Assessment and Reporting

Congratulations to all students for the effort they have put into their studies in recent weeks. As Term 1 comes to an end, students have been involved in a number of assessments of student learning.

Assessment and reporting are vital processes which provide information about what students know and can do, and to make recommendations for their future learning. Assessment is an integral part of the teaching and learning program at Mount St. Joseph Girls' College.

Student assessment may take a variety of formats depending on the nature of the subject. Subject assessment tasks seek to draw out the students’ knowledge, process capabilities and skills rather than simply focusing on recall of information out of context. Tasks, depending on the subject, may include a test, an extended assignment, oral or media presentation, research task, performance or practical task, or an experimental or investigative task. Students receive feedback through rubrics outlining the criteria assessing the task or unit of work.

Formative assessment is used to monitor learning progress during a learning sequence. It provides continuous feedback to teachers and students, which enables them to monitor progress and identify and address needs in learning.

Summative assessment seeks to establish the level of achievement attained by a student, and typically occurs at the end of a learning sequence, course or unit. The main purpose of summative assessment is to establish levels of achievement for reporting.

Continuous Reporting

The College Learning Management System (CANVAS) provides a progressive and up-to-date picture of your daughter’s academic progress. This includes achievement levels and feedback in assessment tasks.

Learning as a ‘Meaning Making’ Process

‘Death of Creativity’ is one of Sir Ken Robinson’s videos and in this, he states three things about humans: we are all unique and different, we are all naturally curious and we are all creative.

As Term 1 comes to an end, we understand and appreciate that our students are exactly those things. By creating as many opportunities to think, collaborate, test, try, revise, try again and reflect on the learning process, we are ensuring our girls will progress and develop each and every year.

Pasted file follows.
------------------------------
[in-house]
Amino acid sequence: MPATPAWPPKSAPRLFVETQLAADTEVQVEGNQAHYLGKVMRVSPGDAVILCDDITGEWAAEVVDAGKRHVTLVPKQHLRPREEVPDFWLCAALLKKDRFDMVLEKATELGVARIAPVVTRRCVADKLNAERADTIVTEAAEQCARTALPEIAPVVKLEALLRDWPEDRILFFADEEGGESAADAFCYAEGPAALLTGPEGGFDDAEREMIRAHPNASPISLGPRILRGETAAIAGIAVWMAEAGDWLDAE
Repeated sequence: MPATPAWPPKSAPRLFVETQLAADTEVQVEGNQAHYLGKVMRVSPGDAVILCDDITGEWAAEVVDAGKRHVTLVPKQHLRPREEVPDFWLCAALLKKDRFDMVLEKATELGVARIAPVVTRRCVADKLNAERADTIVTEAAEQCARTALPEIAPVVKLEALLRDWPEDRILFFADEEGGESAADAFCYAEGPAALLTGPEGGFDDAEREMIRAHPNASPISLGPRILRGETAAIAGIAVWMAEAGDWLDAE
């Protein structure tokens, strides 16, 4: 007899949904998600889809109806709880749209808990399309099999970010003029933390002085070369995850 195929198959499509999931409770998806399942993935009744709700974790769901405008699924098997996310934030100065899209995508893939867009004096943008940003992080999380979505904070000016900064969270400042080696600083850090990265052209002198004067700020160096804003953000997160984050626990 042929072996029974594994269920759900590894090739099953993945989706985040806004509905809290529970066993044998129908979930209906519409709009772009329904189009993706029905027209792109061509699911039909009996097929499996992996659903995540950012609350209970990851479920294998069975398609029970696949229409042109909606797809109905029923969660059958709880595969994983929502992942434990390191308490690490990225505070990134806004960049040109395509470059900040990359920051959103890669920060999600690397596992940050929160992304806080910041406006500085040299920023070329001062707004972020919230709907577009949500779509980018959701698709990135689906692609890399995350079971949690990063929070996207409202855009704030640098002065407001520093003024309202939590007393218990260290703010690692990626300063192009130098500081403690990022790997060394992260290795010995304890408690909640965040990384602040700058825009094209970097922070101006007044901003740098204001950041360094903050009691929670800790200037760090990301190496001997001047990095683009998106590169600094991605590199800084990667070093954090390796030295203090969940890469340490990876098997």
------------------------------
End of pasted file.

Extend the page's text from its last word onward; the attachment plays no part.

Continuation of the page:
We endeavour at MSJ to guide our students along their learning journey by ensuring they are actively involved in the construction of understanding. We are working to offer greater student choices in their learning as well as stronger voice in how they demonstrate their understandings.

Another integral aspect of the learning journey is the reflection of process, of progress and of result. It is vital that our students take the time with an assessment and results to not only look at the bottom line but to consider ‘What went well’ and ‘Next time I will…’. Take the time to have these important conversations with your daughter.

Help your daughter reflect and discuss their experiences in each of their classes and what is going well for them. They could consider what they need in the coming weeks and months to improve and grow. Have your daughter lead the conversation and own the experience so they take greater meaning from it.

FIVE Messages for Girls That Could Make All the Difference

In light of International Women’s Day, the following article was published online as a way to break down the big issues and empower girls in their day-to-day experiences. A summary is below.

To access the article:

1. Get rid of the ‘shoulds’.

There are very few words in our language that have as much power as ‘should’. “You should do this”, “You should do that”. Sadly, we tend to use this weapon most powerfully on ourselves. ‘Should’ gives you only two options; pass or fail. If you got rid of the ‘shoulds’ in life, what would you be free to be?

2. Be brave enough to be you

One of the bravest and hardest things you can do in life is be authentic, but it’s worth it. You decide who you are, and you decide your worth.

Other people’s opinions have nothing to do with you. Equally as important is letting other people be themselves.

3. Write your own narrative.

Look for the women who do life differently. You don’t have to follow them but be aware that there are other ways of being a woman in 2020. When you step off the beaten track, you may well find yourself.

4. Shine light on others

You don’t lose anything when someone else does well. You don’t lose light when you shine it on others.

5. Use your social capital for good

Your social capital is your network of friends and acquaintances. That network gives you support and helps you thrive. The nice thing about social capital is you can share it. You have the ability to make someone else’s life better.

Joanna De Bono - Deputy Principal Learning & Teaching